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Upstream oil and gas producers can decarbonize their operations at a potentially lower price by partnering with SkyNano and using the emissions to produce carbon nanotubes.
One of the major conflicts holding oil and gas companies back from implementing carbon capture technology within their portfolios has to do with the matter of cost. It’s no secret that, while beneficial for the environment, most carbon capture projects are expensive endeavors. While businesses in the energy sector look to decarbonize, these costly projects more often than not result in net losses.
Enter SkyNano Technologies, a company founded with solving that specific problem in mind.
“We founded the company with the idea of making valuable materials from CO2 that gave a free-market solution to carbon pollution [and] allowed customers to make an economic choice toward a more sustainable but also better material more cost effective with a higher performance than the materials that they were currently buying,” SkyNano co-founder and CEO Anna Douglas told Hart Energy's E&P.
Founded in 2017, customer and federally funded SkyNano strives to find a more productive use for the emissions through the development of carbon nanotubes rather than sequestering captured CO2 underground.
Benefits for oil and gas
The carbon nanotubes can be used to permanently store CO2 in carbon-based every day materials, according to the SkyNano website. Traditionally, carbon nanotubes are primarily used at scale by the defense and aerospace industries, but the company is looking to introduce a lower-priced carbon nanotube product “that is able to displace more conventional carbon additives with enhanced performance and much better sustainability blueprint,” Douglas said.
The biggest appeal for the upstream oil and gas industry specifically comes from the company’s free market solution to capture carbon emissions "without the need to charge oil and gas companies for the service to offtake their CO2," offsetting a hefty economic burden.
“A lot of these major companies are looking at sequestration as their main focus, and it's very costly and it takes a lot of energy, and there's literally like zero economic payback outside of a few federal incentives that really don't offset the entire cost of sequestration,” Douglas said. “This is a net loss for an oil and gas company to decarbonize this way. What's a far better solution for them is just to find a partner who can offtake their CO2 emissions without a cost to them.”
With the core technology based on Douglas’ electrochemical conversion Ph.D. research, the company uses point source capture technology to retrieve carbon emissions from the atmosphere and employs the carbon nanotube technology to create carbon-based materials, a more efficient and potentially less harmful alternative to storing the emissions beneath the surface.
Additionally, while other nanotube technology produces harmful byproducts such as carbon monoxide and pHs, the only byproduct from SkyNano’s technology is oxygen, making it more environmentally friendly than some of its competitors.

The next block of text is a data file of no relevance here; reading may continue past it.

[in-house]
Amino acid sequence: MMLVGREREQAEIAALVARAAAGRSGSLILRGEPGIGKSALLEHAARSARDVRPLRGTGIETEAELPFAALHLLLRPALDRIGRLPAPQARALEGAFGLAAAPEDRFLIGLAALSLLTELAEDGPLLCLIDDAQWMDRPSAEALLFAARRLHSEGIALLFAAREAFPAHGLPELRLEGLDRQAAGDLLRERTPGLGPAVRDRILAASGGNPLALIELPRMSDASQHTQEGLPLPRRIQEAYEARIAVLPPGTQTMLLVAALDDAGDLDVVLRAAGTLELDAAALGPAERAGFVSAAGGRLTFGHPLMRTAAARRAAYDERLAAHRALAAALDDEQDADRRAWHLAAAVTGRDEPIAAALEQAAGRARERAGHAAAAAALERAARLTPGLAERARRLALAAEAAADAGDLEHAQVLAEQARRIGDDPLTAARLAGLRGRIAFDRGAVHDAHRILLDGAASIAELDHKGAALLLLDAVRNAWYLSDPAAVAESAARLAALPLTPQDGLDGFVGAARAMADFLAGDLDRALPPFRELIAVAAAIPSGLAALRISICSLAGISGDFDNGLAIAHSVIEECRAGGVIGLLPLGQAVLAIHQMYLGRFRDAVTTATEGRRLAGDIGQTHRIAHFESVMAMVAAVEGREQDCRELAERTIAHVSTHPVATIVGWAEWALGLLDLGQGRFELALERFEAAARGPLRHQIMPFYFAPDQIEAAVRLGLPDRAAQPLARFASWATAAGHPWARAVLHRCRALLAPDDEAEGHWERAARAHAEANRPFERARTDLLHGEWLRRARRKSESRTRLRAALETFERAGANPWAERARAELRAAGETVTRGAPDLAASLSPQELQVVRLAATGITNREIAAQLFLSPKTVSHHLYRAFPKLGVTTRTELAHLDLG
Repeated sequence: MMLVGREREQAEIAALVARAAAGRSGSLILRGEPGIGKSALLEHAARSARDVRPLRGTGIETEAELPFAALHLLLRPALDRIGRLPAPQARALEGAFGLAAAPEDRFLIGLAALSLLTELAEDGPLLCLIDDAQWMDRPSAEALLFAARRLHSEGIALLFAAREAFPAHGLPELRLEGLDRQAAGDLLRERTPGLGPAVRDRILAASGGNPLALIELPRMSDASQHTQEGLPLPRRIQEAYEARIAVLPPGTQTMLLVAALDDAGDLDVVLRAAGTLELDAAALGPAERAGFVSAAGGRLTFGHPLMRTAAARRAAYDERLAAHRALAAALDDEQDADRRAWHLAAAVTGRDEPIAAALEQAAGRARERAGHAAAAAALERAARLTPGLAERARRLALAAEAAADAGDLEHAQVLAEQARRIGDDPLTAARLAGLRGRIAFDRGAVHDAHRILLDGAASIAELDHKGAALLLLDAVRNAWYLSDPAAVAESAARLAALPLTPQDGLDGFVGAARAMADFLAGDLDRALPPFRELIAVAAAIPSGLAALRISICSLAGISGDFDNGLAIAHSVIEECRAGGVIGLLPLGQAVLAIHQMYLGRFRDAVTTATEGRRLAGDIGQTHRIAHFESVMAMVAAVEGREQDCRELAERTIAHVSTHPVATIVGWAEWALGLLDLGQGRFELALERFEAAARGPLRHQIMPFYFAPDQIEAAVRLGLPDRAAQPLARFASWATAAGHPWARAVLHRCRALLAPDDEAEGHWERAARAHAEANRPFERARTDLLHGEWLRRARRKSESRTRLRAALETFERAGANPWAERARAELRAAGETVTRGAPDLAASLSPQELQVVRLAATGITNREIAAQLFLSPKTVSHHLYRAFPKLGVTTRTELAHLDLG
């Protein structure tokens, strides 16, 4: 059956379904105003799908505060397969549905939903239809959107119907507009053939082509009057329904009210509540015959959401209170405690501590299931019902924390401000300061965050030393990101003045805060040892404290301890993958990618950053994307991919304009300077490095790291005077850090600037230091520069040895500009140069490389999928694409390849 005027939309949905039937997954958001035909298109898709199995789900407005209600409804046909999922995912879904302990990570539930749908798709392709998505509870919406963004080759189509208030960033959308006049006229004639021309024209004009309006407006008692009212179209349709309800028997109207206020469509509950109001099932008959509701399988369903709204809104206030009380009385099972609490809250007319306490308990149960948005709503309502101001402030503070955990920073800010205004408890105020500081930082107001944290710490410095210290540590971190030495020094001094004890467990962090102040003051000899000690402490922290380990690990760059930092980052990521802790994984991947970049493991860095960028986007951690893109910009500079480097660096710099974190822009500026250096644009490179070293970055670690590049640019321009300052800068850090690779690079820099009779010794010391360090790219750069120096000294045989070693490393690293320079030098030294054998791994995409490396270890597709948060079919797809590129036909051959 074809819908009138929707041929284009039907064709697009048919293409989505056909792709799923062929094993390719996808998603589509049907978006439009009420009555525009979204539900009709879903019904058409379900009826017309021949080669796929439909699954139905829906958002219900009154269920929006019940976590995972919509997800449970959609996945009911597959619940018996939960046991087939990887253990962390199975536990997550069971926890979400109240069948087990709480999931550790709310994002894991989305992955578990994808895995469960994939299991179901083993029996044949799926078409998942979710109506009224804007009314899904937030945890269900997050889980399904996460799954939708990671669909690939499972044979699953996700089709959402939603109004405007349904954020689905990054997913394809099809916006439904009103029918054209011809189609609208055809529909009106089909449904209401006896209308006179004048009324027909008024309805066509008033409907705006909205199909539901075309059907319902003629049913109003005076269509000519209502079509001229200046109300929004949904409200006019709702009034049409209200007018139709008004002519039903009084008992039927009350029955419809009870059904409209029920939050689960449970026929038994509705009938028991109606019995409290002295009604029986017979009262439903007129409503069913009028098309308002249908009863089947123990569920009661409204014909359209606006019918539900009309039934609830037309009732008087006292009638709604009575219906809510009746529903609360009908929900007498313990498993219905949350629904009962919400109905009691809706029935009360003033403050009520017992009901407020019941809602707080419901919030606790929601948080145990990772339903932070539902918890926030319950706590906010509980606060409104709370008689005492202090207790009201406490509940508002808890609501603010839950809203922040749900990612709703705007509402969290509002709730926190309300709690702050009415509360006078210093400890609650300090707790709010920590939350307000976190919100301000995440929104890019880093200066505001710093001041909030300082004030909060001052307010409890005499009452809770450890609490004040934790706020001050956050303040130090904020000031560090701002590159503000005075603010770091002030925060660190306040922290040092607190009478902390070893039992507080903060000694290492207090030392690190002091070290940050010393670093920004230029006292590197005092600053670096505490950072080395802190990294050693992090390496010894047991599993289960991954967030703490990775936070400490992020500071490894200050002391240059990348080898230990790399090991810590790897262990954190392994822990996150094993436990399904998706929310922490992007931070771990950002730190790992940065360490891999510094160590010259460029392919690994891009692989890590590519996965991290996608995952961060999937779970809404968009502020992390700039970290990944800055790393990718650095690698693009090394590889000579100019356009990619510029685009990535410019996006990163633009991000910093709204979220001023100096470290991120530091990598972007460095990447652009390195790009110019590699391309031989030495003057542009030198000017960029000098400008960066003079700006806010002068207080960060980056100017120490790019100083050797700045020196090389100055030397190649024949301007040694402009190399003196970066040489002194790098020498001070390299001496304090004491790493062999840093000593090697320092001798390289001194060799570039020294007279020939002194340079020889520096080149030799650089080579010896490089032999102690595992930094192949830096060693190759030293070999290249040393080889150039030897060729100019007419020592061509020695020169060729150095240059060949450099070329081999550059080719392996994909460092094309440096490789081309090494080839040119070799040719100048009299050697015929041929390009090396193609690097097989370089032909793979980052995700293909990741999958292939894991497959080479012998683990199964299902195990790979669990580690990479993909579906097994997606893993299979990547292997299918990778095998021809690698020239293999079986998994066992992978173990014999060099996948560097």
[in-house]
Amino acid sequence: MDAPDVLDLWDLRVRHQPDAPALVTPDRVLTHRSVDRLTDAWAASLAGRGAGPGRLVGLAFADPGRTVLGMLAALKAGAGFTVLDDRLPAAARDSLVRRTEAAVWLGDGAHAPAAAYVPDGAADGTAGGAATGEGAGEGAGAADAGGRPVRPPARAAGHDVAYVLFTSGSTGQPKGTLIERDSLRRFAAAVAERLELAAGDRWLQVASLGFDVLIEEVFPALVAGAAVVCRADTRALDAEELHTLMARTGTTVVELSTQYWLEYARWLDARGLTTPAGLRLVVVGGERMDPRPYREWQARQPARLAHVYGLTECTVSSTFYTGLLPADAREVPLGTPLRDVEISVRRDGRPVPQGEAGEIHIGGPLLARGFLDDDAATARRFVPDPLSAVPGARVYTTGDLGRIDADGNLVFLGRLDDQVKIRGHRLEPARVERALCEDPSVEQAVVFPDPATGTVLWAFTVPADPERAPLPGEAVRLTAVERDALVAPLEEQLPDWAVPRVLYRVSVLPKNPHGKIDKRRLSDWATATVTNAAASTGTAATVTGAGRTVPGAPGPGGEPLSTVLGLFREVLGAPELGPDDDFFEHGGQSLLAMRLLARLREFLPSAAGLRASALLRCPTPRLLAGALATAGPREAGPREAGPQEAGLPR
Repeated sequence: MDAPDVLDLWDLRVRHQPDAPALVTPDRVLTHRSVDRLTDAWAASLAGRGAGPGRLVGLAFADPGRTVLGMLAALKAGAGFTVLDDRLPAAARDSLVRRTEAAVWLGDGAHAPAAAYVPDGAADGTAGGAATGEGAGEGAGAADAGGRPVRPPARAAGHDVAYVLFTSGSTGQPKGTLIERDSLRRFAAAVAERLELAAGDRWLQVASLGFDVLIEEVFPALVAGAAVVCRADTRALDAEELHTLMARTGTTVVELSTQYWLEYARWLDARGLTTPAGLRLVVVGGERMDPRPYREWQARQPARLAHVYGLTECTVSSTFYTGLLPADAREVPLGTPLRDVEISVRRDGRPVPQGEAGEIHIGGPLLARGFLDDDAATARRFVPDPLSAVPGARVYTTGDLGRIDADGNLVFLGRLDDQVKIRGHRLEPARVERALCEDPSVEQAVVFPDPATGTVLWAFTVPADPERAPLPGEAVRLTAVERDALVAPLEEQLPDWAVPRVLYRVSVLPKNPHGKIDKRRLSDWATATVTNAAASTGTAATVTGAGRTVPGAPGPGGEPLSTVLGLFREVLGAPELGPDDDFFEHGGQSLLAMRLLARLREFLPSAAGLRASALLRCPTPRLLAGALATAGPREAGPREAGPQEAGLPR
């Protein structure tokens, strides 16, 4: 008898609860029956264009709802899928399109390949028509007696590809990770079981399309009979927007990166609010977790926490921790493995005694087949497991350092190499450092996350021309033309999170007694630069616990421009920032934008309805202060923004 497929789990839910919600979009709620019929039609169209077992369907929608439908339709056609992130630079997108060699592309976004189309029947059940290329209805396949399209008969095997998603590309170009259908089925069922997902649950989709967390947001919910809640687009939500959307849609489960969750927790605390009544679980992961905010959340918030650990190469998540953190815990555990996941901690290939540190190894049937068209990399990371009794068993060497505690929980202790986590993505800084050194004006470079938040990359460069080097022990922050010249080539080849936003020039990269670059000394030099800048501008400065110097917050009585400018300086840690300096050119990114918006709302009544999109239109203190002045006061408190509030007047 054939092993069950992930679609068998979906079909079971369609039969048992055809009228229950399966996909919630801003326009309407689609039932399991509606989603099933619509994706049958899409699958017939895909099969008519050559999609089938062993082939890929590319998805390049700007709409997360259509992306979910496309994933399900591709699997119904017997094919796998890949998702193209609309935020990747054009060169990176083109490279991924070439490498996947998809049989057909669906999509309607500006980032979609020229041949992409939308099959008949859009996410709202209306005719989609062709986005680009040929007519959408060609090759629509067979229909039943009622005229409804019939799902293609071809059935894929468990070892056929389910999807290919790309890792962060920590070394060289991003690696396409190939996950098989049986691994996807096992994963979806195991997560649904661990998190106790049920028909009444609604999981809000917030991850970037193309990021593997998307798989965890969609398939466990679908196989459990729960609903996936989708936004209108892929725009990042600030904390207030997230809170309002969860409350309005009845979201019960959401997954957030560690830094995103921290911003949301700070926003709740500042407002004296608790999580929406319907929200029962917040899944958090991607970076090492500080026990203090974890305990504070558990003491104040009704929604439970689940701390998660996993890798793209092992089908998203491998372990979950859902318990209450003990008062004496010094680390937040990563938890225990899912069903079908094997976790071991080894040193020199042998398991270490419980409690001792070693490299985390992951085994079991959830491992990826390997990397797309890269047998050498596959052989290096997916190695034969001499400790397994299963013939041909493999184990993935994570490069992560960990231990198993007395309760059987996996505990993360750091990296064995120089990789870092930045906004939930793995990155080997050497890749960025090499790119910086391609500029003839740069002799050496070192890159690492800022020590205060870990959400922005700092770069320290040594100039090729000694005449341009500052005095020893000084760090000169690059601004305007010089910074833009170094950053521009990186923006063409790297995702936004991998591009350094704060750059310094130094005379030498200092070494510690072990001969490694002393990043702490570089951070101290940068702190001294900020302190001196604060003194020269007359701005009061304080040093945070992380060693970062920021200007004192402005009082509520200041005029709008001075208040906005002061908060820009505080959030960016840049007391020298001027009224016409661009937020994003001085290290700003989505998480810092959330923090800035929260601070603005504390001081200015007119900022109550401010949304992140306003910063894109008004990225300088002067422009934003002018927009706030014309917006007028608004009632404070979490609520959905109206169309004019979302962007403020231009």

“We're differentiated in our synthesis technology,” Douglas said. “The way we're making these materials is just totally different. It's electrochemical liquid phase production in contrast with a thermal chemical gas phase catalytic production, so our technology offers about a 10th of the inner use of conventional nanotube production—no harmful byproducts, which is a big deal in nanotube production.”
Complementary to renewables
While most oil and gas companies are at least experimenting with renewable energy sources, as Douglas explained, “there's really only so far that a lot of companies can go with electrification and renewables.”
The importance of renewables in the sector shouldn’t be underestimated, but since most of the sector has resolved that the solution for the future of energy is a hybrid combination of traditional and renewable energy sources, businesses need ways to offset emissions from their traditional operations. The SkyNano carbon nanotubes provide a solution to dispose of the preexisting emissions already in the atmosphere.
“We see a lot of heavy emitters making commitments toward decarbonization but without really like a clear pathway of exactly how to accomplish those pledges,” Douglas said. “We just see this huge gap that can be filled with point source capture opportunities, so that's really why we've started there.”
Douglas sees point source capture and reallocation of the emissions as not only the most effective method of decarbonization, but also the fastest. Moving closer to 2050 net-zero targets, she encourages the oil and gas sector to partner with companies that can put their unwanted and harmful emissions to good use.
“The traditional methods we've used to decarbonize other industries don't necessarily always work immediately to get to net zero, so I think point source capture is a very important piece of that puzzle,” she added. “[The emissions] will never be remitted, I think, is a very important piece of getting to net zero. It can be used as a puzzle piece in collaboration with some of these other [renewable] efforts.”
Read the original article on Hart Energy.